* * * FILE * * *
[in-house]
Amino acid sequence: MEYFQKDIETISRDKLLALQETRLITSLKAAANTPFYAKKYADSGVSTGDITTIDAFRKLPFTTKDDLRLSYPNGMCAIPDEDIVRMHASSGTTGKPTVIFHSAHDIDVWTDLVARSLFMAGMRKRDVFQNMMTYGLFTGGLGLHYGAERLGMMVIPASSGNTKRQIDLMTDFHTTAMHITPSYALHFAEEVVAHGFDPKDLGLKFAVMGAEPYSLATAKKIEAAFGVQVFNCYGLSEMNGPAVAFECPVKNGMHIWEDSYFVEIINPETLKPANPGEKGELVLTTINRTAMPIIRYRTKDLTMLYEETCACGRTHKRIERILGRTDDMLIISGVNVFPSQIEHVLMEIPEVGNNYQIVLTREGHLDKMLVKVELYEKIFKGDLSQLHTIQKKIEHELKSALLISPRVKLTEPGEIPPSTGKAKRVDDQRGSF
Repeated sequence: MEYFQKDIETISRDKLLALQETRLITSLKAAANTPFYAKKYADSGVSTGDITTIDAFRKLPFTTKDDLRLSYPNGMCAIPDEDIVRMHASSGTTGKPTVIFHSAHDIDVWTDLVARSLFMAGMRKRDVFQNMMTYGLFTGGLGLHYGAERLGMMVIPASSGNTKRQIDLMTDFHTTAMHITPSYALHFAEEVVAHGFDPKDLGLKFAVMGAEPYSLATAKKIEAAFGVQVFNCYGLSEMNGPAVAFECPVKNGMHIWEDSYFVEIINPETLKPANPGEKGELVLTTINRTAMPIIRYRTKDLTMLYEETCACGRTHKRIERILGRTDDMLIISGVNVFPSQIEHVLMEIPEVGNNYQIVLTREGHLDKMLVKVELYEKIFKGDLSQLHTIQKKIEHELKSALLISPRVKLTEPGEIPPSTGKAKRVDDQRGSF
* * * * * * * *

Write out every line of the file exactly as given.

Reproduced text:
[in-house]
Amino acid sequence: MEYFQKDIETISRDKLLALQETRLITSLKAAANTPFYAKKYADSGVSTGDITTIDAFRKLPFTTKDDLRLSYPNGMCAIPDEDIVRMHASSGTTGKPTVIFHSAHDIDVWTDLVARSLFMAGMRKRDVFQNMMTYGLFTGGLGLHYGAERLGMMVIPASSGNTKRQIDLMTDFHTTAMHITPSYALHFAEEVVAHGFDPKDLGLKFAVMGAEPYSLATAKKIEAAFGVQVFNCYGLSEMNGPAVAFECPVKNGMHIWEDSYFVEIINPETLKPANPGEKGELVLTTINRTAMPIIRYRTKDLTMLYEETCACGRTHKRIERILGRTDDMLIISGVNVFPSQIEHVLMEIPEVGNNYQIVLTREGHLDKMLVKVELYEKIFKGDLSQLHTIQKKIEHELKSALLISPRVKLTEPGEIPPSTGKAKRVDDQRGSF
Repeated sequence: MEYFQKDIETISRDKLLALQETRLITSLKAAANTPFYAKKYADSGVSTGDITTIDAFRKLPFTTKDDLRLSYPNGMCAIPDEDIVRMHASSGTTGKPTVIFHSAHDIDVWTDLVARSLFMAGMRKRDVFQNMMTYGLFTGGLGLHYGAERLGMMVIPASSGNTKRQIDLMTDFHTTAMHITPSYALHFAEEVVAHGFDPKDLGLKFAVMGAEPYSLATAKKIEAAFGVQVFNCYGLSEMNGPAVAFECPVKNGMHIWEDSYFVEIINPETLKPANPGEKGELVLTTINRTAMPIIRYRTKDLTMLYEETCACGRTHKRIERILGRTDDMLIISGVNVFPSQIEHVLMEIPEVGNNYQIVLTREGHLDKMLVKVELYEKIFKGDLSQLHTIQKKIEHELKSALLISPRVKLTEPGEIPPSTGKAKRVDDQRGSF